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On '21,' Adele's Voice Is Wise Beyond Her Years

From Dusty Springfield to Amy Winehouse, pop singers in England with a passion for American soul music have found an escape hatch from the often limiting, even stultifying world of British pop — from Cilla Black and The Spice Girls at one extreme to Susan Boyle at the other. As young as she is, Adele connects with the world-weary romanticism that suffuses a slow-building powerhouse of a song in tracks like "One and Only."

Adele — her full name is Adele Adkins — possesses a smoky voice that's good at expressing longing, ruefulness, irritation and regret. It's a deep voice with a graininess that can also be used to delineate jealousy and revenge, as when she addresses some competition for a man she lost — and might yet regain — in "Rumor Has It."

Adele has worked with a number of different producers on 21, the best known of whom is Rick Rubin. The album's instrumentation is heavy on drums, piano and horns — soul-music ammunition that often takes precedence over the guitar. On the album's first single, "Rolling in the Deep," she constructs the song before your ears. She begins by singing over a stark backdrop, then adding keyboards and a female backup chorus to create a vast terrain across which Adele's voice ranges, dramatizing her search for just the right tone and words to express her dismay that a man would dare break her heart.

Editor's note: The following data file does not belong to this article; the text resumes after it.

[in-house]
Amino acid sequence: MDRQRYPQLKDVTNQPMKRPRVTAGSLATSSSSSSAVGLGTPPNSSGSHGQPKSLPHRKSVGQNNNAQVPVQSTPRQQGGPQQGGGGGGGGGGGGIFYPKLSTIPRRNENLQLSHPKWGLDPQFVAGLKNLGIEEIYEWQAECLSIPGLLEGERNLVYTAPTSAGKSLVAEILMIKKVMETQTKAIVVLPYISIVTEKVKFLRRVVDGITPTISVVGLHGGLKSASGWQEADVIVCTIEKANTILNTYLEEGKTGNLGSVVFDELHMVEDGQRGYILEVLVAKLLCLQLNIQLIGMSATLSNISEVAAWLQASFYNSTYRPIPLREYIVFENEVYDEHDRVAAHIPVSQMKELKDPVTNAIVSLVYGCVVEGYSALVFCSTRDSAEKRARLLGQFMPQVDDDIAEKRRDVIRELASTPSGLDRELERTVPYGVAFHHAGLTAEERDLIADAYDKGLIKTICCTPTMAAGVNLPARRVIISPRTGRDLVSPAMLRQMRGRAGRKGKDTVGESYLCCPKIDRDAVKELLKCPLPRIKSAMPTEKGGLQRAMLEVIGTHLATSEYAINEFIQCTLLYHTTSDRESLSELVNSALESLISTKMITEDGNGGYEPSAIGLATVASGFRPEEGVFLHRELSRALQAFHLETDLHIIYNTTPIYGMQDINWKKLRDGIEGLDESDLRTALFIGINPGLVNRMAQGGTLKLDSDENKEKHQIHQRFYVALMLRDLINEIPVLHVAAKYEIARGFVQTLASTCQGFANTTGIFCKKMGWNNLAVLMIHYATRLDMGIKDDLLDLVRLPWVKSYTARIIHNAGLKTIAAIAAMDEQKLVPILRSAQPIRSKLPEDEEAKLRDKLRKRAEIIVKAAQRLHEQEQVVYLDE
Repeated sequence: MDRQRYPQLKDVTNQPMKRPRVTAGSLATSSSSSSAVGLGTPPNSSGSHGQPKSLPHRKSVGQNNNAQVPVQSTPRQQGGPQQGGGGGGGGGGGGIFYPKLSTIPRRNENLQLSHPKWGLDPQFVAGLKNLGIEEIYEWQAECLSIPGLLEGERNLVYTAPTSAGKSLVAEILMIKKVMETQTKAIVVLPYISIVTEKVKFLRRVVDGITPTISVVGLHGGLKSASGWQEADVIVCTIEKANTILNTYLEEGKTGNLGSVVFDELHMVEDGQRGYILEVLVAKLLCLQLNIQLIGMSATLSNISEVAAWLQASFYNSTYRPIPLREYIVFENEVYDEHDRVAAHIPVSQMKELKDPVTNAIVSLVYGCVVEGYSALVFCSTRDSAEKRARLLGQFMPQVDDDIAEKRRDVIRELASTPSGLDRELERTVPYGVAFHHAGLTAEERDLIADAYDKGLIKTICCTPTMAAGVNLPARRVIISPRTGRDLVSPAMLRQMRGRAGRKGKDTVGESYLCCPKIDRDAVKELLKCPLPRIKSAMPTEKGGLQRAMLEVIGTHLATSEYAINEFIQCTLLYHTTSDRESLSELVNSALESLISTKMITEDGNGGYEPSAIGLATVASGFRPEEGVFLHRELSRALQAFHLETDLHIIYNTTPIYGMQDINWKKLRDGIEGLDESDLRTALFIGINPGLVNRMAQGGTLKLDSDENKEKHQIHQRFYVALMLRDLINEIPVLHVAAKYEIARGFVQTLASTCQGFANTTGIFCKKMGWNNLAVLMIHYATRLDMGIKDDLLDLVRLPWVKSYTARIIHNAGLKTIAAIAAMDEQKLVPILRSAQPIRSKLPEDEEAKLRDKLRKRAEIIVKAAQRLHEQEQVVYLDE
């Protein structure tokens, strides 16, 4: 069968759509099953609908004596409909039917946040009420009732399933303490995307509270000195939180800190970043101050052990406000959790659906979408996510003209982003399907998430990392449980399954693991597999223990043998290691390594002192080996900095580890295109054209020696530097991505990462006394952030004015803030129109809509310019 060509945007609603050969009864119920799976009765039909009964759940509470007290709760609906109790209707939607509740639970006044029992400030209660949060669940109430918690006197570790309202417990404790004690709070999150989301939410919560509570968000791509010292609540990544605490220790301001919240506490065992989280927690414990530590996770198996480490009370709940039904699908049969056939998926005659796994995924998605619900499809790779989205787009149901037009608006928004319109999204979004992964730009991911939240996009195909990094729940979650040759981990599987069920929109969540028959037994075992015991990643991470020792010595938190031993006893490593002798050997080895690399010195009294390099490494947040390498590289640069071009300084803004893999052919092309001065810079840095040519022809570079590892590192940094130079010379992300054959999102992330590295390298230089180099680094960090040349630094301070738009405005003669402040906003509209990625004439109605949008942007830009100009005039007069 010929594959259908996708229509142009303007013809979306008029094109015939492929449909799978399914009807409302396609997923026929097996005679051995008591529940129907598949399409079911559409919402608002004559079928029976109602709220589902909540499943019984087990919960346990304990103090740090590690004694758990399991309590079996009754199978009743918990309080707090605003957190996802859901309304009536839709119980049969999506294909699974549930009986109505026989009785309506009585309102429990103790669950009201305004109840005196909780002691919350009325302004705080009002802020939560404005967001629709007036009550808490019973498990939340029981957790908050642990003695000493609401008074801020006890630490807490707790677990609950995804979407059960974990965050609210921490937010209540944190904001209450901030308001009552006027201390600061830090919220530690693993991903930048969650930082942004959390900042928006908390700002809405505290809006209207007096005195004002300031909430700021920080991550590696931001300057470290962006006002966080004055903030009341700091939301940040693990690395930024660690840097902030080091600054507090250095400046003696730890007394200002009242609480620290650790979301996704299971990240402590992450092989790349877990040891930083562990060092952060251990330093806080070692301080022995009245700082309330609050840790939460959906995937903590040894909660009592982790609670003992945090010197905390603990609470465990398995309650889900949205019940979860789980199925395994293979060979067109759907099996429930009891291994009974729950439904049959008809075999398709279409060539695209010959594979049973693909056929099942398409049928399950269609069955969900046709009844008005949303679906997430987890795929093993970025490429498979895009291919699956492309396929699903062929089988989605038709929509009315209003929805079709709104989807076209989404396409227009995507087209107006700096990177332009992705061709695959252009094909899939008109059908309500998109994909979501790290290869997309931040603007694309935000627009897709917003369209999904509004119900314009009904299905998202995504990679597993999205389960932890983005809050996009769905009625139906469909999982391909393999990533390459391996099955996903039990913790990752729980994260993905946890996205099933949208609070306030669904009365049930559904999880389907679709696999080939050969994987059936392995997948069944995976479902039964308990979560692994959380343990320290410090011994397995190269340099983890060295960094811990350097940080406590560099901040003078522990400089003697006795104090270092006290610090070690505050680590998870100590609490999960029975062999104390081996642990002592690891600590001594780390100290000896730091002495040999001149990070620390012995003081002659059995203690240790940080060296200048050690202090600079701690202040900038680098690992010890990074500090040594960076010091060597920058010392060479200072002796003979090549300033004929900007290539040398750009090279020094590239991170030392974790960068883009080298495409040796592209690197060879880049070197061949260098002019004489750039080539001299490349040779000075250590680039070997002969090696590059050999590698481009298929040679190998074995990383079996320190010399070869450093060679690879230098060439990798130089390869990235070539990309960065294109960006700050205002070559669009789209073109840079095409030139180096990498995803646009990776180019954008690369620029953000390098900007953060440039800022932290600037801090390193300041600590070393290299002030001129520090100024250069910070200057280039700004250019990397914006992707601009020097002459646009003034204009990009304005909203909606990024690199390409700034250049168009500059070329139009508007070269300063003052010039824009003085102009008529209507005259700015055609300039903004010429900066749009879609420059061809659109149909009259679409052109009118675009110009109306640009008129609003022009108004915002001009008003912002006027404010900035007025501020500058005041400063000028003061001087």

The danger for a performer like Adele is that she can sometimes use her gifts solely for the sake of proving her vocal power; the result is, at its prettiest and its most superficial, a song such as "Turning Tables" — the sort of thing an American Idol contestant would give her right lung to turn into a power ballad.

Adele has collaborated on this album with a wide range of songwriters who've written for acts such as the Dixie Chicks, Beyonce, Cee Lo Green, and the only American Idol within spitting distance of her: Kelly Clarkson. It's clear that, having recently reached adulthood while plotting a career, Adele is trying on different styles. She's said in interviews that 21 was influenced by her recent discovery of old country music, though you wouldn't know it from the gospel and soul inflections that dominate.

But for anyone singing this well, with such authority and yet such openness, Adele's restless musical curiosity bodes well for future explorations of that jealousy, anger and regret that breaks her heart — and ours.

Copyright 2022 Fresh Air. To see more, visit Fresh Air.

Ken Tucker reviews rock, country, hip-hop and pop music for Fresh Air. He is a cultural critic who has been the editor-at-large at Entertainment Weekly, and a film critic for New York Magazine. His work has won two National Magazine Awards and two ASCAP-Deems Taylor Awards. He has written book reviews for The New York Times Book Review and other publications.